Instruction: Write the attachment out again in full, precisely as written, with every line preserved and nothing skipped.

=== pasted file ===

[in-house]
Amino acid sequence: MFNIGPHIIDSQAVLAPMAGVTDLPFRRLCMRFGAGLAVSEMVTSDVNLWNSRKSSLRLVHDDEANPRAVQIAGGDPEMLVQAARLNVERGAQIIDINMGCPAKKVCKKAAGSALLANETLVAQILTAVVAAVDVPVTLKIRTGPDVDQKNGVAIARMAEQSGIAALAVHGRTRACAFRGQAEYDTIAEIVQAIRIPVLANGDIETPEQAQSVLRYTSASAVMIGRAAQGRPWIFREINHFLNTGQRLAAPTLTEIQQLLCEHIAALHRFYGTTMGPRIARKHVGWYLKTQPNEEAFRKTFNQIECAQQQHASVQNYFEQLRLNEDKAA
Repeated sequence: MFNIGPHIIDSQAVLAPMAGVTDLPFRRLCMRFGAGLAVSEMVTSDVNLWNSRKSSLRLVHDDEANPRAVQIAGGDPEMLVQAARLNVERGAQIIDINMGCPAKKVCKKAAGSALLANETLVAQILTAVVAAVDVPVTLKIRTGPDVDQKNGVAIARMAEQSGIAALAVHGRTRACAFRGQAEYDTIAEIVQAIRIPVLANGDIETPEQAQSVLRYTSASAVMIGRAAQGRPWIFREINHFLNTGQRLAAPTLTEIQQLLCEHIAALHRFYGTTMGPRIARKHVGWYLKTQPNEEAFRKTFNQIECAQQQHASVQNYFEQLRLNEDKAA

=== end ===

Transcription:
[in-house]
Amino acid sequence: MFNIGPHIIDSQAVLAPMAGVTDLPFRRLCMRFGAGLAVSEMVTSDVNLWNSRKSSLRLVHDDEANPRAVQIAGGDPEMLVQAARLNVERGAQIIDINMGCPAKKVCKKAAGSALLANETLVAQILTAVVAAVDVPVTLKIRTGPDVDQKNGVAIARMAEQSGIAALAVHGRTRACAFRGQAEYDTIAEIVQAIRIPVLANGDIETPEQAQSVLRYTSASAVMIGRAAQGRPWIFREINHFLNTGQRLAAPTLTEIQQLLCEHIAALHRFYGTTMGPRIARKHVGWYLKTQPNEEAFRKTFNQIECAQQQHASVQNYFEQLRLNEDKAA
Repeated sequence: MFNIGPHIIDSQAVLAPMAGVTDLPFRRLCMRFGAGLAVSEMVTSDVNLWNSRKSSLRLVHDDEANPRAVQIAGGDPEMLVQAARLNVERGAQIIDINMGCPAKKVCKKAAGSALLANETLVAQILTAVVAAVDVPVTLKIRTGPDVDQKNGVAIARMAEQSGIAALAVHGRTRACAFRGQAEYDTIAEIVQAIRIPVLANGDIETPEQAQSVLRYTSASAVMIGRAAQGRPWIFREINHFLNTGQRLAAPTLTEIQQLLCEHIAALHRFYGTTMGPRIARKHVGWYLKTQPNEEAFRKTFNQIECAQQQHASVQNYFEQLRLNEDKAA